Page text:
**Thanks for joining us for this edition of our bitcoin and fintech news roundup! **Today we’re showing how bitcoin can empower both nonprofits and donors, sharing some invaluable tips from a security expert, and filling you in on what a growing number of investors think about bitcoin. Read on for these headlines, and more!
Giving back with bitcoinWe’ve previously [highlighted the perks of using bitcoin for donations](https://blog.blockchain.com/2015/10/20/the-benefits-of-accepting-bitcoin-as-a-nonprofit/), primarily that of lower transaction fees and speedier transaction times, which ensures the charity receives a larger portion of the total transaction as quickly as possible. So, it’s no surprise to see more and more charities accepting bitcoin donations. Fidelity Charitable, an independent public American charity, is one such charity. They began accepting bitcoin in late 2015, and recently reported receiving [$7 million USD in bitcoin donations](https://www.cryptocoinsnews.com/public-charity-reveals-7-million-in-bitcoin-donations-in-2016/) last year. [The announcement](http://www.businesswire.com/news/home/20170201005181/en/Fidelity-Charitable%C2%AE-Surpasses-Grant-Making-Goal-25-Billion) provides evidence that people are using bitcoin to donate, and is another example of [the generosity of bitcoin users](https://themerkle.com/top-5-bitcoin-donation-addresses-to-date/).
The block chain also gives charities an added perk: increased transparency and trust. In a Bitcoin Magazine article, contributor Rebecca Campbell points out the decline in public trust and confidence in charities, which has largely been due to lack of accountability and transparency about the allocation of donations. In an effort to rebuild the public’s trust in nonprofits, bitcoin philanthropy pioneer and Founder of BitGive, Connie Gallippi, announced the nonprofit’s beta launch of GiveTrack, which allows donors to follow their donation in real time from initial donation all the way to project completion. Gallippi believes GiveTrack will demonstrate how block chain technology can work in tandem with charities to combat fraud and make a bigger impact.
— Pamela Morgan (@pamelawjd) February 3, 2017
Crucial for bitcoin-accepting nonprofits and users alike are sound security practices, and security expert and CEO of Third Key Solutions, Pamela Morgan, admits that hers weren’t always so sharp. In an effort to curb others from making similar mistakes, she outlines a simplified approach to security, applicable to beginner and advanced users. In her first article in the series, Morgan identifies use of a password manager as the most important first step, which we agree is crucial to security. She also points out that the importance of these practices isn’t just to help prevent an instance of monetary theft or prying eyes in our inbox, it’s to save us the precious time and energy spent recovering from the damaging experience. Morgan plans to focus on two factor authentication and use of hardware wallets for the second series installment.
Proposed implementation SegWit could also give users a leg up on security if it reaches the required 95% network consensus and is adopted. In fact, SegWit adoption would ensure additional network improvements like Lightning Network could operate to their fullest potential. Without SegWit, Lightning could still operate, but issues like transaction malleability would still hinder the network.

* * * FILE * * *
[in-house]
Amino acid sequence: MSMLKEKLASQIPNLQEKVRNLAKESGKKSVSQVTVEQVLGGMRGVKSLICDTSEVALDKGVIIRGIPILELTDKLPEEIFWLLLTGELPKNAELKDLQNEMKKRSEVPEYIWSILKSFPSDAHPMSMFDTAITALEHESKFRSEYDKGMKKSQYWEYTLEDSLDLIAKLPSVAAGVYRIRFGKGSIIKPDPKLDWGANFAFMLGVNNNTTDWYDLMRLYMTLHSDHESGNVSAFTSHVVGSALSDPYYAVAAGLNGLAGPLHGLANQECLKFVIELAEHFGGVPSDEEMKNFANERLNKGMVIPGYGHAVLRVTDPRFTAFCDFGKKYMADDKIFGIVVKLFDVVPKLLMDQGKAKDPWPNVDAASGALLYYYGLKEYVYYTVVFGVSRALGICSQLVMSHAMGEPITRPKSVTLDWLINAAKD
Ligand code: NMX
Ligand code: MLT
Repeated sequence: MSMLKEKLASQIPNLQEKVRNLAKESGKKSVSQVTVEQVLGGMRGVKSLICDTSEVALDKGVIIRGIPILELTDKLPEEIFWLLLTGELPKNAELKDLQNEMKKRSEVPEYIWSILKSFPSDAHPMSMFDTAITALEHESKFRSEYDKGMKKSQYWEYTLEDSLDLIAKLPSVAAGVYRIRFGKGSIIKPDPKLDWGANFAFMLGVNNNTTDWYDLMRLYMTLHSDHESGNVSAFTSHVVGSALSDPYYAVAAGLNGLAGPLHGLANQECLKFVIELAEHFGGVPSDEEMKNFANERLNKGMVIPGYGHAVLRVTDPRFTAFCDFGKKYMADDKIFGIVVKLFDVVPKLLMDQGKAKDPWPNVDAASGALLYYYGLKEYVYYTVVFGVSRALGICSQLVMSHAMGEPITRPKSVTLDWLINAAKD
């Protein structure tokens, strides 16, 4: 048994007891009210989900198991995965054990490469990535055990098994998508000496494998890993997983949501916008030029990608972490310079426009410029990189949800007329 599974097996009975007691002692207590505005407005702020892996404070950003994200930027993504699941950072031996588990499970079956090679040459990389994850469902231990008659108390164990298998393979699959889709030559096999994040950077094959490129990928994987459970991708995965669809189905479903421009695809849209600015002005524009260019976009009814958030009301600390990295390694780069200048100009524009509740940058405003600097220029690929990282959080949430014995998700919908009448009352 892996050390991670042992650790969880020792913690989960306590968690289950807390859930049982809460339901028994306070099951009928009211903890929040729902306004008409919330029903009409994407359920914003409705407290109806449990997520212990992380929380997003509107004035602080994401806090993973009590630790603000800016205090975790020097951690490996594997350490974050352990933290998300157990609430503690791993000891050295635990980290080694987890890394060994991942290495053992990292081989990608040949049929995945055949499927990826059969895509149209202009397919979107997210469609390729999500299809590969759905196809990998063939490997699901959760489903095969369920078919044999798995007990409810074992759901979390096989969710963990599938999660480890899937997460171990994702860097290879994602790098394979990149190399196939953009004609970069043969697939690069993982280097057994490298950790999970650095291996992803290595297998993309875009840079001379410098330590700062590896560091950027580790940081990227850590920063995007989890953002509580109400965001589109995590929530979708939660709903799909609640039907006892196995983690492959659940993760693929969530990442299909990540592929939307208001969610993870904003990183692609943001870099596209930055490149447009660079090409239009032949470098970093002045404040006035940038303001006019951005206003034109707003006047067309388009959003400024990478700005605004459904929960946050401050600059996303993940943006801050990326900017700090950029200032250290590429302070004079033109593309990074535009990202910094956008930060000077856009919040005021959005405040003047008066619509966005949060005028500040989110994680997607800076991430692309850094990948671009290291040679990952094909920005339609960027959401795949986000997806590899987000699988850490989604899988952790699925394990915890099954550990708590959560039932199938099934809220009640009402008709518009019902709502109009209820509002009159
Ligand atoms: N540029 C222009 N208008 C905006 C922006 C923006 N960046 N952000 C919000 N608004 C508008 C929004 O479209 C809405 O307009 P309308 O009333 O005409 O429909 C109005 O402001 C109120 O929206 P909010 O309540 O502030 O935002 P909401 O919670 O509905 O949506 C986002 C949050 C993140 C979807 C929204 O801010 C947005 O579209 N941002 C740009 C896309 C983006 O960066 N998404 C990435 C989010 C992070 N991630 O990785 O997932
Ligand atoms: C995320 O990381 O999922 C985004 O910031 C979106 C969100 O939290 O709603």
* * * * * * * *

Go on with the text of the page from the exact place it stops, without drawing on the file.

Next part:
Growing promise from Investors?Big decisions like SegWit implementation are still on the horizon for bitcoin, but that hasn’t prevented mainstream investors from [continuing to hear about its benefits and unique properties](https://news.bitcoin.com/last-week-investors-heard-bitcoin/). CEO and Co-Founder of Wyre, Michael Dunworth, [joined Rishaad Salamat on Bloomberg Markets](https://www.bloomberg.com/news/videos/2017-01-27/wyre-s-dunworth-bitcoin-is-good-investment-for-everyone) to share his enthusiasm for bitcoin, which he believes is like gold, but better. Dunworth likens the use of bitcoin to “a new age of storing value,” and not only is it divisible and scarce like gold, “it’s also extremely transferable.” Former financial markets professional and finance blogger [Alex Lielacher](https://twitter.com/AlexLielacher) also points out the [demand from emerging markets and the increased desire for financial autonomy](http://www.nasdaq.com/article/bitcoin-as-an-investment-opportunities-and-risks-cm740800) as other notable reasons for its growing appeal.
That growing appeal has translated to a second jump past $1,000 USD per coin since the start of 2017. And what goes up… sometimes comes down. We saw that this week with a drop to $970 USD speculated to have been the result of market reaction to the temporary suspension of withdrawals on major Chinese exchanges, due to a series of checks issued by PBOC to keep a closer eye on trading activities. This news out of China comes about a week after Venezuela’s largest bitcoin exchange, Surbitcoin, announced it was forced to suspend operations because the exchange’s bank account was closed by private bank Banesco as of February 3, 2017.
And during the World Economic Forum last month, our CEO Peter Smith joined hosts Axel Threlfall and Mark Weinberger for a #DavosToday interview. The conversation (begins at 40:33) focused on the pace of economic change and whether the world was ready for bitcoin and block chain technology. Smith identified bitcoin as the first truly digital asset that has already triggered a global push beyond paper currency, with mention of its extraordinary growth in 2016 and declining volatility. While the use of block chain technology is an increasingly longer-term project, we’ll likely begin to see progress for its second wave of development in 2017.
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